Complainant also charged respondent lawyers, Attys. Gilbert Reyes, Deogracias Fellone and Antonio Hernandez, for having masterminded the scheme to frustrate the prosecution of the case against their three clients through the petition for review filed before the Court of Appeals.

In their joint comment10 filed on October 1, 2002, respondent Justices Sabio, Tria-Tirona, Del Castillo and Agcaoili denied that there was delay in the disposition of CA-G.R. SP No. 67388. They alleged that the petition was resolved relatively early considering the pendency of other cases of equal importance and the heavy caseload of the Justices concerned. Specifically, the petition, which was filed on October 26, 2001, was resolved on September 2, 2002. In addition, respondent Justice Sabio, to whom CA-G.R. SP No. 67388 was raffled, was designated by the Presiding Justice, together with other Court of Appeals Justices, to help expedite the disposition of cases of 1997 and below vintage under the Zero Backlog Project of the Court of Appeals.

In his comment11 filed on October 7, 2002, respondent Judge Mendinueto explained that he refused to proceed with Criminal Case No. 59354 notwithstanding the lapse of the sixty-day effectivity of the Temporary Restraining Order in deference to the final outcome of CA-G.R. SP No. 67388 and in order to avoid the absurd possibility of two conflicting resolutions by the trial court and the Court of Appeals.

In their joint comment,12 respondent lawyers averred that their filing of the petition before the appellate court was a legitimate move to protect the interests of their clients. They contended that while the Secretary of Justice is not among the quasi-judicial agencies whose orders or judgments may be the subject of a petition for review, the enumeration in Rule 43, Section 2 of the Rules of Court is not exclusive, as held in the case of Carpio v. Sulu Resources Development Corporation.13 They further alleged that any error in the remedy they chose did not render them administratively liable considering that they did not act in bad faith.

After several exchanges of various pleadings between complainant and the three-lawyer respondents,14 the Court referred the matter to the Office of the Court Administrator for investigation, report and recommendation.15 However, considering that some of the respondents are incumbent Justices of the Court of Appeals, the case was subsequently referred to Retired Justice Romulo S. Quimbo, Consultant of the Office of the Court Administrator,16 pursuant to Section 3, Rule 14017 of the Rules of Court, as amended by A.M. No. 01-8-10-SC, dated September 11, 2001.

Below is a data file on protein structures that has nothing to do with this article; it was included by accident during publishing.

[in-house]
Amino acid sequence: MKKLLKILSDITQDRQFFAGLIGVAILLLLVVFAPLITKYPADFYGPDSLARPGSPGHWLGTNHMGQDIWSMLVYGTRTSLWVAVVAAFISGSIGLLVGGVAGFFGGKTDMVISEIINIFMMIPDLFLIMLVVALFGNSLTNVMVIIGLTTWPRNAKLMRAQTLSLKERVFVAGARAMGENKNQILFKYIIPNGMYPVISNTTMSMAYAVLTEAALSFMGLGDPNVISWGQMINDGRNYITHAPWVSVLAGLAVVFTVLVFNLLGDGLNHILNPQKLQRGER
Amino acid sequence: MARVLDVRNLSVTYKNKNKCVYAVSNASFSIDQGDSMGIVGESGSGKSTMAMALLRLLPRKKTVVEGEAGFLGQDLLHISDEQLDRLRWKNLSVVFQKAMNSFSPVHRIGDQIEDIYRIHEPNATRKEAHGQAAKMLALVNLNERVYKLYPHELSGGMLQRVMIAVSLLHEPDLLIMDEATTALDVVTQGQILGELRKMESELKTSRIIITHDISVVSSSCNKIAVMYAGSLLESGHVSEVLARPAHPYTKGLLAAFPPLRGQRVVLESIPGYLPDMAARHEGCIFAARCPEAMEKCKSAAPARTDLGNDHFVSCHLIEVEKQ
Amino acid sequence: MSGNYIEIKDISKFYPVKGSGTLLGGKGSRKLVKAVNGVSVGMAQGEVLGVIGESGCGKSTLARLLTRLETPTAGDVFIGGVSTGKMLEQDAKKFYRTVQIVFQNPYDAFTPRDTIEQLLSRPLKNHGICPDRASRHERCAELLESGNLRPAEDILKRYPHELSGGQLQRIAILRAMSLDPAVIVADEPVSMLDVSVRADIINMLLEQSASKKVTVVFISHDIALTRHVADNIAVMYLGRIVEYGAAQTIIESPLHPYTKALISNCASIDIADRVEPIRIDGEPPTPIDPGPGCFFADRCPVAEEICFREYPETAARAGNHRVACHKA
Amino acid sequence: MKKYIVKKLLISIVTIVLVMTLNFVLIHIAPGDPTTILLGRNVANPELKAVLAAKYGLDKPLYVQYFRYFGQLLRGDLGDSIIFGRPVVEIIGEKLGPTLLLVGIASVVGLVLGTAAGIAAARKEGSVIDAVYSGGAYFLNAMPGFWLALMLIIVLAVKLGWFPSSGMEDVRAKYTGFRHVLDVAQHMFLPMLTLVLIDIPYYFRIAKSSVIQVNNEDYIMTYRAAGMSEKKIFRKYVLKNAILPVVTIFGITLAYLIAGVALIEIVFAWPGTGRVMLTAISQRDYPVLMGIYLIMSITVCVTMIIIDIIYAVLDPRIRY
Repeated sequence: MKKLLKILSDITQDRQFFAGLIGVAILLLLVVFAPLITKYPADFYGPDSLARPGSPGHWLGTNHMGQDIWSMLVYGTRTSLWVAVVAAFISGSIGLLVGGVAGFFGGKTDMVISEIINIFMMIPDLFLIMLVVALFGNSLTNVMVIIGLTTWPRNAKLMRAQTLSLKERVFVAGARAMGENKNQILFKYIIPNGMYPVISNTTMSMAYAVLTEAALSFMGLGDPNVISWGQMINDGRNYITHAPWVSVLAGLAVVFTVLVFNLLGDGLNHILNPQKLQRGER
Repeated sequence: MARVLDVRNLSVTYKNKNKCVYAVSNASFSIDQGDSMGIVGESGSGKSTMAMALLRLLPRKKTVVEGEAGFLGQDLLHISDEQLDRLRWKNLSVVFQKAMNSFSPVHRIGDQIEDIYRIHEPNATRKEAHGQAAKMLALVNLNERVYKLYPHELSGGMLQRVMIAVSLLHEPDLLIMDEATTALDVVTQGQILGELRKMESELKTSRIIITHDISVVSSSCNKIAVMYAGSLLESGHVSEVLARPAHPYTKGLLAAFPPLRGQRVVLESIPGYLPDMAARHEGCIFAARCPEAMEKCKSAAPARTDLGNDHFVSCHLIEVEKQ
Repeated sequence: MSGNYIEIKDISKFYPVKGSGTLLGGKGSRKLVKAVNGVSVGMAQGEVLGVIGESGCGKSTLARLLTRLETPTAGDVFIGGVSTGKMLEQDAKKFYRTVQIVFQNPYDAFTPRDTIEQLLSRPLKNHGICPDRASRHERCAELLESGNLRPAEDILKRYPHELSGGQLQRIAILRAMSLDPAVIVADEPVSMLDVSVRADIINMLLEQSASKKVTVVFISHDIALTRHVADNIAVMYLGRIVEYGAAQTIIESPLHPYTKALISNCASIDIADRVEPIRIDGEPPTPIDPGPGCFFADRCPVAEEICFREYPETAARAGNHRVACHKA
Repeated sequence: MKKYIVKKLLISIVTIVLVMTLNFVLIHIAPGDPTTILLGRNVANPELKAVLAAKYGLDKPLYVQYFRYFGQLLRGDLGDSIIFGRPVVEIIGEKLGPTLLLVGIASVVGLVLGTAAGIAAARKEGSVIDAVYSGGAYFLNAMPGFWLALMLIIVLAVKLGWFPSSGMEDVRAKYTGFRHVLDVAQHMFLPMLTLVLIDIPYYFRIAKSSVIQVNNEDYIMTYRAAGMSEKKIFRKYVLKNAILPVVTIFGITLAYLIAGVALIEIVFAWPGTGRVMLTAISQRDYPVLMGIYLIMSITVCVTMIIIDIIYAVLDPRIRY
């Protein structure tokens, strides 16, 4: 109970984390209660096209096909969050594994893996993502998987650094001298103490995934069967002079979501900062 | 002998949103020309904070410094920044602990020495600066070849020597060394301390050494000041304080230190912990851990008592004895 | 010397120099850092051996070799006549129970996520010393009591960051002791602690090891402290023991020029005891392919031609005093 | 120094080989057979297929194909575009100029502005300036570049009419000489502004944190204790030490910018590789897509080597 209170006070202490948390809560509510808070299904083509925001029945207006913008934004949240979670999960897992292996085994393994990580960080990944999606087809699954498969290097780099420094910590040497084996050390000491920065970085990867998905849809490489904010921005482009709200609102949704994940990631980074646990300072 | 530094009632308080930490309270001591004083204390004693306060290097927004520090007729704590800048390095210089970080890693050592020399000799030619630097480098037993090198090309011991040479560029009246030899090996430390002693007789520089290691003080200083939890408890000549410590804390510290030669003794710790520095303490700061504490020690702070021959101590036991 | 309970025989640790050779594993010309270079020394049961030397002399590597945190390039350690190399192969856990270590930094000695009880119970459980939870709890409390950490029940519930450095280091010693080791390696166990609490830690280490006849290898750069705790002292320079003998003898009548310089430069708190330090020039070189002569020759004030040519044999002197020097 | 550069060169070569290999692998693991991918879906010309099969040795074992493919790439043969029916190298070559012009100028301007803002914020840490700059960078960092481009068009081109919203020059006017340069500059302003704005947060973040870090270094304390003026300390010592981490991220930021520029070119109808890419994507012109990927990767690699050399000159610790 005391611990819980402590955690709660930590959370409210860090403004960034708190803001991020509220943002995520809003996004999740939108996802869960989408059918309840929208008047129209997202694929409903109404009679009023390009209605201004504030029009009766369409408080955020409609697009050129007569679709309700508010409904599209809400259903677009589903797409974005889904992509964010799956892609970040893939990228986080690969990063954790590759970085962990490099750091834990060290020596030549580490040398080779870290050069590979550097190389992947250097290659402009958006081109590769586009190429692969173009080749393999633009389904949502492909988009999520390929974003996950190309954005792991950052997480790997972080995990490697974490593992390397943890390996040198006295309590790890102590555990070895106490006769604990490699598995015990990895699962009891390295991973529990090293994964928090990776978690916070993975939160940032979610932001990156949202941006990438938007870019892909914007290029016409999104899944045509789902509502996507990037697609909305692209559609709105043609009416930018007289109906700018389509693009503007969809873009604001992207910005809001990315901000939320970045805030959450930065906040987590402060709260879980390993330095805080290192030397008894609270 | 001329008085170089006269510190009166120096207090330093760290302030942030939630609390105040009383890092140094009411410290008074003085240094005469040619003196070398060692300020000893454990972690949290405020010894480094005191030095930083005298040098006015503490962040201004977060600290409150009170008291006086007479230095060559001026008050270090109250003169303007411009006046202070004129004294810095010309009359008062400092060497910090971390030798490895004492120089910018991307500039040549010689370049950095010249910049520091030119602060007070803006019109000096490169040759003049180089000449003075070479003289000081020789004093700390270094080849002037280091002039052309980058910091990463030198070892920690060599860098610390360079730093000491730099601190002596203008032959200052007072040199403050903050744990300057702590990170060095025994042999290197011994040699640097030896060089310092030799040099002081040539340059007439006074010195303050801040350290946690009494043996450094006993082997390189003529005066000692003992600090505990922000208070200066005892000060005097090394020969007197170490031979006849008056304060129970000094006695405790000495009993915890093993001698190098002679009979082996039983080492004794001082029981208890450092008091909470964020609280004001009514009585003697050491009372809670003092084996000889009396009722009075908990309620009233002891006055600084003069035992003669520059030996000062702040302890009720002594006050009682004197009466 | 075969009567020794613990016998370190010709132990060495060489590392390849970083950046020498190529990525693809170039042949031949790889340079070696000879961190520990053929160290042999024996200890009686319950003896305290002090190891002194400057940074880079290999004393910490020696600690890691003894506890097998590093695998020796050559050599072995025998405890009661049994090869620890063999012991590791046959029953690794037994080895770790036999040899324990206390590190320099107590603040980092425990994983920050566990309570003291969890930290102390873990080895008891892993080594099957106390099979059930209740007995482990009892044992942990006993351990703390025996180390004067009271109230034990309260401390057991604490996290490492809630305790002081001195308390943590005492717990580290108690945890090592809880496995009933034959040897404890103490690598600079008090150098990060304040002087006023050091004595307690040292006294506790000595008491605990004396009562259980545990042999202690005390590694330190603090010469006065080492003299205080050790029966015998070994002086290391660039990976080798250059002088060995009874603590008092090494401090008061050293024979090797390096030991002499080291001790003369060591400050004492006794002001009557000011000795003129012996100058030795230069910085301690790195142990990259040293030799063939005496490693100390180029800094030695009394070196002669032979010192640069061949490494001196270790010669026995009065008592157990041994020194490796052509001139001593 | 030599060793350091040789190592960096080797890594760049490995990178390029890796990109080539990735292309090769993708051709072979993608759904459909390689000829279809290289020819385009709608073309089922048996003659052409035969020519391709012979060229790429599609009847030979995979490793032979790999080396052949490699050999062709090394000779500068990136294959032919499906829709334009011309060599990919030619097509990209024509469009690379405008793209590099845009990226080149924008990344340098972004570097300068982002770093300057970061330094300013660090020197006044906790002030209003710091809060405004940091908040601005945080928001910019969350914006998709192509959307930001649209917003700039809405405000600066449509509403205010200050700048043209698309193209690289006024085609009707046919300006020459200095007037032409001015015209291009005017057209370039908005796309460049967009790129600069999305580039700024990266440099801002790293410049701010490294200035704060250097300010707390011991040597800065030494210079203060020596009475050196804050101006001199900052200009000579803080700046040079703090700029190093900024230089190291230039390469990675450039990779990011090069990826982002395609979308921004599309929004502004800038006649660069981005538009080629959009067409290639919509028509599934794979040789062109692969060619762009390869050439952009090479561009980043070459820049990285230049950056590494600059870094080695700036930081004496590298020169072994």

On June 5, 2003, Justice Quimbo submitted his report with the recommendation that the administrative case against all the respondents be dismissed for lack of merit.

The Investigating Justice found that respondent Justices of the Court of Appeals did not commit error in requiring complainant (respondent therein) to comment and in granting the prayer for a Temporary Restraining Order so as not to frustrate or prejudice whatever action the said court may take relative to the petition. While the petition was eventually dismissed on the ground that Rule 43 was inapplicable, respondent Justices cannot be held administratively liable for not dismissing the petition outright since such omission did not amount to a flagrant disregard of the facts, jurisprudence and applicable law. Likewise, there is no showing that respondent Justices knowingly issued an unjust and baseless Temporary Restraining Order. Moreover, the length of time the petition remained pending before the Court of Appeals was justified by the heavy caseload of the Justices concerned.

Similarly, there were no grounds to impose administrative sanctions on respondent Judge Eugenio C. Mendinueto. His decision to suspend the proceedings in the criminal case even after the expiration of the Temporary Restraining Order showed a becoming modesty and deference to a higher court. There was also no showing that respondent Judge connived and confederated to frustrate justice in said criminal case.

In the same way, the complaint against respondent lawyers was found to be unsubstantiated. There was no evidence that they misused the rules of procedure to defeat the ends of justice; or that they deliberately delayed the case, impeded the execution of a judgment, or misused court processes. Rather, the action of the three respondent lawyers was well within the bounds of the fair and honorable conduct referred to in the Code of Professional Responsibility.

The Investigating Justice, however, took note of the allusion by complainant in his pleadings to the three respondent lawyers as brilliant lawyers, legal supermen or sages, which he said amounted to sarcasm.

We agree with the recommendation of the Investigating Justice Romulo S. Quimbo.